“Metadata API implementation will not just ease compliance headaches, it can also speed up everyday data processes. For example, with a stronger understanding of data, analysts can better rely and trust the data collected before using it to drive key decisions. Greater visibility also makes it easier for engineers to spot disruptions early on in the data journey and work towards minimising the impact downstream. Thus, visibility is more than just a central tenet for successful security and compliance, it is a boon for data teams too.”
The human element
“Once the technological foundations of data security are in place, the next step organisations must take is create a deep-rooted security culture. This is because human error, such as social engineering and misuse of privileged access, is a key driver in cybersecurity incidents. In fact, in 2022, 82 percent of data breaches involved a human element. As hackers zero in on this lucrative tactic, expect to see social engineering attacks such as phishing, baiting and malware to become even more sophisticated and wide-spread.
“To combat the rising tide of attack vectors, employees across the enterprise must create a unified front, bound together by a strong security culture. But building awareness and improving security best practices across the enterprise is no mean feat – it’s a sizable task for any security professional, especially when the process is designed with a purely top-down approach, which can leave both employees and security teams overwhelmed.”
The solution? Security champions
“Security champion programmes can radically simplify how security is understood and acted upon within the enterprise. These champions can come from anywhere in the organisation, at any level, identified through their positive engagement with matters of security as well as their can-do, vigilant attitude. They make great advocates precisely because employees are more receptive to information from their teammates, especially when the reason for a particular procedure or policy is explained in a context that is directly applicable to them.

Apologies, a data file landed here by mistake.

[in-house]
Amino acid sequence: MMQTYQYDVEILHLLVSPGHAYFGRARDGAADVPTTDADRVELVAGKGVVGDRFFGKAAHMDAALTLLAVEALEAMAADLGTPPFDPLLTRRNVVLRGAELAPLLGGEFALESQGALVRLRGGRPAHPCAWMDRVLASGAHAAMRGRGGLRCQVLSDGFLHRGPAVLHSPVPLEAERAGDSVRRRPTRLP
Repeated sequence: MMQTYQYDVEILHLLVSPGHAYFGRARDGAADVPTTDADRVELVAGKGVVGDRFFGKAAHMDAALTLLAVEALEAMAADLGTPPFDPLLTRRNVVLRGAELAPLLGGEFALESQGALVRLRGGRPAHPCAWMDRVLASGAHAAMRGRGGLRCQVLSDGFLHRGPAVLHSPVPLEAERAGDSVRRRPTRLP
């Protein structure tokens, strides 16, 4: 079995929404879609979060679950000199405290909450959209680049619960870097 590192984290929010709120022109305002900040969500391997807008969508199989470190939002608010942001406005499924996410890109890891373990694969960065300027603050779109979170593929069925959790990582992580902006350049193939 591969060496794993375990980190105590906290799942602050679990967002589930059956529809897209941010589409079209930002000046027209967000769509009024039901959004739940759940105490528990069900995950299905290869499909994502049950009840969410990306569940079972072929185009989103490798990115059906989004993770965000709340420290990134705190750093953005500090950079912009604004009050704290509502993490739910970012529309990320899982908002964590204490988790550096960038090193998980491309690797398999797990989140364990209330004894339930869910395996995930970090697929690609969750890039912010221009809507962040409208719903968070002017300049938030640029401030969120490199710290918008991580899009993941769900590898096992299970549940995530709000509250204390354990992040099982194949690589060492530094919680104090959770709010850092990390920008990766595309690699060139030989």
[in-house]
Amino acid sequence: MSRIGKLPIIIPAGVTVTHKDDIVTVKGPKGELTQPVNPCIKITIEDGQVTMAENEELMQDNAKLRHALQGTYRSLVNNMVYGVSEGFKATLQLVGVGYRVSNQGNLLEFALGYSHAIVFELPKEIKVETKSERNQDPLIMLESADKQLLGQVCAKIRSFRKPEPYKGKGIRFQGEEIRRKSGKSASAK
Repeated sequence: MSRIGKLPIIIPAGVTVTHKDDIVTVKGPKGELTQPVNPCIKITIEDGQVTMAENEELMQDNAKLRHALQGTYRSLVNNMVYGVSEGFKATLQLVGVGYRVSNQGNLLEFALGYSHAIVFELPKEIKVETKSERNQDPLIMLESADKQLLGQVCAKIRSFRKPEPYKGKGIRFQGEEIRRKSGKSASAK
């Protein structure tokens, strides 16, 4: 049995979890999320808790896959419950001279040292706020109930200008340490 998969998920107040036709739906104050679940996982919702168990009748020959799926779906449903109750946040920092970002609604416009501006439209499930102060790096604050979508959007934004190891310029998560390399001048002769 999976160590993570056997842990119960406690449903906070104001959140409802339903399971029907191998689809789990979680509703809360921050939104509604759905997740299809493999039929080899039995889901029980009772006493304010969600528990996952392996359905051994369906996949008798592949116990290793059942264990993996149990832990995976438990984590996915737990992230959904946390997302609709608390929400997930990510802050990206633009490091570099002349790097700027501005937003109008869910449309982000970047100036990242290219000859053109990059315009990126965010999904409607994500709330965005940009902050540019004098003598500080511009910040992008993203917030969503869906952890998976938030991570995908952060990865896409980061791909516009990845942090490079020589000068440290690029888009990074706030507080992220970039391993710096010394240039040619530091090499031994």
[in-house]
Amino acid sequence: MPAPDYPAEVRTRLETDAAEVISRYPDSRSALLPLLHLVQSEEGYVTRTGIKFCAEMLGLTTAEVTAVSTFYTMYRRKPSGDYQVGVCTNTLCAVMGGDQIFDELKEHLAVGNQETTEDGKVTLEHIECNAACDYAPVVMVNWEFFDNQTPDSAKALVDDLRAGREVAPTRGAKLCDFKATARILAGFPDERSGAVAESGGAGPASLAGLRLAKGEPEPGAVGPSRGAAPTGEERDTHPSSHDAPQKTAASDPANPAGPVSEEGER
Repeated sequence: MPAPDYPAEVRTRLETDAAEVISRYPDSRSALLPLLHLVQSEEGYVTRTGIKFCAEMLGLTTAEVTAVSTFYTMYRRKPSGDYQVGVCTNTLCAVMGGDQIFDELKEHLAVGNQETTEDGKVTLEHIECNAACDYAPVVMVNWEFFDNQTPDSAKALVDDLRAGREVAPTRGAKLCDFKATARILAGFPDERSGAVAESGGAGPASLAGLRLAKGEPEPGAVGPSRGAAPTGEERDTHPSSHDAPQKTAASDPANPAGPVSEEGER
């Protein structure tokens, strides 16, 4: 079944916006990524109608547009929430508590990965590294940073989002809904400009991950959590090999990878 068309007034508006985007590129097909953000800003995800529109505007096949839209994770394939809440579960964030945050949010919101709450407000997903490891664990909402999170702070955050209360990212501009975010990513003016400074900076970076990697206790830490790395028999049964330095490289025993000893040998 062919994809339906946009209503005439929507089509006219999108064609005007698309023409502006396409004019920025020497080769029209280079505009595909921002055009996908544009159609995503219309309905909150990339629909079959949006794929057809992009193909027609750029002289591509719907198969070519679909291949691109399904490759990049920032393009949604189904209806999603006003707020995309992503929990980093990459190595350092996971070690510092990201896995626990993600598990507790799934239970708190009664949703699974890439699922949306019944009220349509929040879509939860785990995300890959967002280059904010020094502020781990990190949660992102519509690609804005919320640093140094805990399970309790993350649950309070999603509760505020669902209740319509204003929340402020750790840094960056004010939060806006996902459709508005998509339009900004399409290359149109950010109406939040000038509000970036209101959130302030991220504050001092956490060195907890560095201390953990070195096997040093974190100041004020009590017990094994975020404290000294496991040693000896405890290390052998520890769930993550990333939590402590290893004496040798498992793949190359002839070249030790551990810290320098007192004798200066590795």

“Educating and incentivising security champions should become a focus of senior management. Not only is it more cost-effective to limit intensive training to the champions, it is also more productive – as they will disseminate only relevant information to their peers. In this way, the message of vigilance and proactivity will reach even the most idle of employees, strengthening overall enterprise security culture.”
“As the data security landscape will be characterised by ever-more stringent regulations and attitudes in 2023, enterprises must transcend the box-ticking mentality of compliance and instead seek to embrace the spirit of the law. Focusing on data visibility and employee empowerment will help instil a security culture that is characterised by transparency and proactivity.
“On a technological level, visibility into metadata across all of the organisation’s data pipelines will enable enterprises to manage data access governance policies with more peace of mind. It will allow data teams to decide what information to make available to which teams and track how they use the data. Within this sandbox made available to employee groups, the role of security champions is to promote practices that ensure data is not being misused or exfiltrated. Combined, these two strategies can help enterprises navigate the challenges that may await them in 2023 and beyond.”